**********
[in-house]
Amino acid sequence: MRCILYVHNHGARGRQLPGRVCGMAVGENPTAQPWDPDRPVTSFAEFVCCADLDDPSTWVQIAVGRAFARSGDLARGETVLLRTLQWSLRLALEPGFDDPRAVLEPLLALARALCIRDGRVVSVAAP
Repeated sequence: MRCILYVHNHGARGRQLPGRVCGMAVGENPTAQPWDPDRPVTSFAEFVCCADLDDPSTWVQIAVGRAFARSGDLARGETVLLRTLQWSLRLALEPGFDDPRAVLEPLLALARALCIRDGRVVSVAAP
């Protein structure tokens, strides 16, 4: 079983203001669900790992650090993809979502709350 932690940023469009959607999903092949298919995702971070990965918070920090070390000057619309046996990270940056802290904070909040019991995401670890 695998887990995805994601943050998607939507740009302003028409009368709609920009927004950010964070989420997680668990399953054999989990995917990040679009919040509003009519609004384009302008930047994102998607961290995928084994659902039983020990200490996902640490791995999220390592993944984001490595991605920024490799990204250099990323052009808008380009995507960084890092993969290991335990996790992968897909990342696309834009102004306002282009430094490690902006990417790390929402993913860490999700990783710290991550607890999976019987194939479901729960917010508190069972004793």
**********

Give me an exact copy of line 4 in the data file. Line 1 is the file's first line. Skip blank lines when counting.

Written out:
């Protein structure tokens, strides 16, 4: 079983203001669900790992650090993809979502709350 932690940023469009959607999903092949298919995702971070990965918070920090070390000057619309046996990270940056802290904070909040019991995401670890 695998887990995805994601943050998607939507740009302003028409009368709609920009927004950010964070989420997680668990399953054999989990995917990040679009919040509003009519609004384009302008930047994102998607961290995928084994659902039983020990200490996902640490791995999220390592993944984001490595991605920024490799990204250099990323052009808008380009995507960084890092993969290991335990996790992968897909990342696309834009102004306002282009430094490690902006990417790390929402993913860490999700990783710290991550607890999976019987194939479901729960917010508190069972004793």